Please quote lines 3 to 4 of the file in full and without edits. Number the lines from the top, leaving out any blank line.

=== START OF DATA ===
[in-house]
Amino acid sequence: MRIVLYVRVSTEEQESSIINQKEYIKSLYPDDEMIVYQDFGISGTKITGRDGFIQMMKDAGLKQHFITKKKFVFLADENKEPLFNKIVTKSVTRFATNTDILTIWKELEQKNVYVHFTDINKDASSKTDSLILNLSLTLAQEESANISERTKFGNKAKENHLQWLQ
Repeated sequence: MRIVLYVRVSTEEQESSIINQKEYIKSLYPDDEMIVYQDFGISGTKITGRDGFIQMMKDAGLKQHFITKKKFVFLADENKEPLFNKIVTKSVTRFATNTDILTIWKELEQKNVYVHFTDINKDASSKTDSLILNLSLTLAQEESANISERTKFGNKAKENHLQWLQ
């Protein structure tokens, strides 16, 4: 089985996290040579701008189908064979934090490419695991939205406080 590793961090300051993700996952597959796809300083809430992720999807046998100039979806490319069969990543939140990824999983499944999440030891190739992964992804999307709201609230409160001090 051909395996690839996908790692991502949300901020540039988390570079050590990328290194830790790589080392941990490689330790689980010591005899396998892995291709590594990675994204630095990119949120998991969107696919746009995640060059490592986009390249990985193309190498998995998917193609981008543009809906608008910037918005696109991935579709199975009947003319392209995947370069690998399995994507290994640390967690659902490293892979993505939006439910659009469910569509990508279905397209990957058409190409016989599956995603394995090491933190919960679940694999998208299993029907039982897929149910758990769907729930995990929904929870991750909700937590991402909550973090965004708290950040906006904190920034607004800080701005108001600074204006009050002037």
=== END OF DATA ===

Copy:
Repeated sequence: MRIVLYVRVSTEEQESSIINQKEYIKSLYPDDEMIVYQDFGISGTKITGRDGFIQMMKDAGLKQHFITKKKFVFLADENKEPLFNKIVTKSVTRFATNTDILTIWKELEQKNVYVHFTDINKDASSKTDSLILNLSLTLAQEESANISERTKFGNKAKENHLQWLQ
């Protein structure tokens, strides 16, 4: 089985996290040579701008189908064979934090490419695991939205406080 590793961090300051993700996952597959796809300083809430992720999807046998100039979806490319069969990543939140990824999983499944999440030891190739992964992804999307709201609230409160001090 051909395996690839996908790692991502949300901020540039988390570079050590990328290194830790790589080392941990490689330790689980010591005899396998892995291709590594990675994204630095990119949120998991969107696919746009995640060059490592986009390249990985193309190498998995998917193609981008543009809906608008910037918005696109991935579709199975009947003319392209995947370069690998399995994507290994640390967690659902490293892979993505939006439910659009469910569509990508279905397209990957058409190409016989599956995603394995090491933190919960679940694999998208299993029907039982897929149910758990769907729930995990929904929870991750909700937590991402909550973090965004708290950040906006904190920034607004800080701005108001600074204006009050002037």